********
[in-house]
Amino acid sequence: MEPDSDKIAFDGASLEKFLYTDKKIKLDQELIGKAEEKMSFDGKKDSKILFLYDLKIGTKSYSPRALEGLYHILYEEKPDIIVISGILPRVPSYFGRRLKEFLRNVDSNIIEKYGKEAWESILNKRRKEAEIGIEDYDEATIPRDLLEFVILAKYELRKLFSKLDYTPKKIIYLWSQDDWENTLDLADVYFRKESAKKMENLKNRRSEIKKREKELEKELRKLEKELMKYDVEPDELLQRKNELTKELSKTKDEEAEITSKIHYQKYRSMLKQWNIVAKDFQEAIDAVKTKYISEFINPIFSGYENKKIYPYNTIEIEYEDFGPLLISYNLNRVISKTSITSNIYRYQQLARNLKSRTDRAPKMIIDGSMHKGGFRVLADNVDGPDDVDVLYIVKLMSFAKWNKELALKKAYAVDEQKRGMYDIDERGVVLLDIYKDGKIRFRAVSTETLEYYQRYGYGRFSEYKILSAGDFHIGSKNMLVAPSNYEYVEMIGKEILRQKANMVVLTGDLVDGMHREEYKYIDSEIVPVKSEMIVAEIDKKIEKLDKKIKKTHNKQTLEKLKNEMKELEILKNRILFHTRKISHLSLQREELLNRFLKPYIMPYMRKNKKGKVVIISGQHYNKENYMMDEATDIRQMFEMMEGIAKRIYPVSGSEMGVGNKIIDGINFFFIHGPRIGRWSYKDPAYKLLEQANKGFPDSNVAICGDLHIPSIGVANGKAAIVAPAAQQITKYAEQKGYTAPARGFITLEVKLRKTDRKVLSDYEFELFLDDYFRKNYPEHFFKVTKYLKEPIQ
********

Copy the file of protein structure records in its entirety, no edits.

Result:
[in-house]
Amino acid sequence: MEPDSDKIAFDGASLEKFLYTDKKIKLDQELIGKAEEKMSFDGKKDSKILFLYDLKIGTKSYSPRALEGLYHILYEEKPDIIVISGILPRVPSYFGRRLKEFLRNVDSNIIEKYGKEAWESILNKRRKEAEIGIEDYDEATIPRDLLEFVILAKYELRKLFSKLDYTPKKIIYLWSQDDWENTLDLADVYFRKESAKKMENLKNRRSEIKKREKELEKELRKLEKELMKYDVEPDELLQRKNELTKELSKTKDEEAEITSKIHYQKYRSMLKQWNIVAKDFQEAIDAVKTKYISEFINPIFSGYENKKIYPYNTIEIEYEDFGPLLISYNLNRVISKTSITSNIYRYQQLARNLKSRTDRAPKMIIDGSMHKGGFRVLADNVDGPDDVDVLYIVKLMSFAKWNKELALKKAYAVDEQKRGMYDIDERGVVLLDIYKDGKIRFRAVSTETLEYYQRYGYGRFSEYKILSAGDFHIGSKNMLVAPSNYEYVEMIGKEILRQKANMVVLTGDLVDGMHREEYKYIDSEIVPVKSEMIVAEIDKKIEKLDKKIKKTHNKQTLEKLKNEMKELEILKNRILFHTRKISHLSLQREELLNRFLKPYIMPYMRKNKKGKVVIISGQHYNKENYMMDEATDIRQMFEMMEGIAKRIYPVSGSEMGVGNKIIDGINFFFIHGPRIGRWSYKDPAYKLLEQANKGFPDSNVAICGDLHIPSIGVANGKAAIVAPAAQQITKYAEQKGYTAPARGFITLEVKLRKTDRKVLSDYEFELFLDDYFRKNYPEHFFKVTKYLKEPIQ